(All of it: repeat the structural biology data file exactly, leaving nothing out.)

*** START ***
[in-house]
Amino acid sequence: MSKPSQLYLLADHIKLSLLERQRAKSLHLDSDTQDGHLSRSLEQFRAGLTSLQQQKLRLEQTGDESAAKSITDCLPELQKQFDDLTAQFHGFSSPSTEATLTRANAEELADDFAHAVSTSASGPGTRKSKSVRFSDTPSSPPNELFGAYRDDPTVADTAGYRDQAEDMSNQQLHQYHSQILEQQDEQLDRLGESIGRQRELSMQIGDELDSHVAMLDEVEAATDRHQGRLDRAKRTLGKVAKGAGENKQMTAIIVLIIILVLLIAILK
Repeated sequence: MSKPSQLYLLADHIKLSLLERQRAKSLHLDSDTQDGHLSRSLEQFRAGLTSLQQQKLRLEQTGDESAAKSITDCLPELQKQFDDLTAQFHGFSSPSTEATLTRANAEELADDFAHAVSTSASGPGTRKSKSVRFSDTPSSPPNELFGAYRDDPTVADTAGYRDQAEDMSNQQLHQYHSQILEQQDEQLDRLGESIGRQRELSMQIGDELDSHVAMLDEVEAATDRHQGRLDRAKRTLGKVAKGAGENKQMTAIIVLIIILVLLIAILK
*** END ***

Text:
[in-house]
Amino acid sequence: MSKPSQLYLLADHIKLSLLERQRAKSLHLDSDTQDGHLSRSLEQFRAGLTSLQQQKLRLEQTGDESAAKSITDCLPELQKQFDDLTAQFHGFSSPSTEATLTRANAEELADDFAHAVSTSASGPGTRKSKSVRFSDTPSSPPNELFGAYRDDPTVADTAGYRDQAEDMSNQQLHQYHSQILEQQDEQLDRLGESIGRQRELSMQIGDELDSHVAMLDEVEAATDRHQGRLDRAKRTLGKVAKGAGENKQMTAIIVLIIILVLLIAILK
Repeated sequence: MSKPSQLYLLADHIKLSLLERQRAKSLHLDSDTQDGHLSRSLEQFRAGLTSLQQQKLRLEQTGDESAAKSITDCLPELQKQFDDLTAQFHGFSSPSTEATLTRANAEELADDFAHAVSTSASGPGTRKSKSVRFSDTPSSPPNELFGAYRDDPTVADTAGYRDQAEDMSNQQLHQYHSQILEQQDEQLDRLGESIGRQRELSMQIGDELDSHVAMLDEVEAATDRHQGRLDRAKRTLGKVAKGAGENKQMTAIIVLIIILVLLIAILK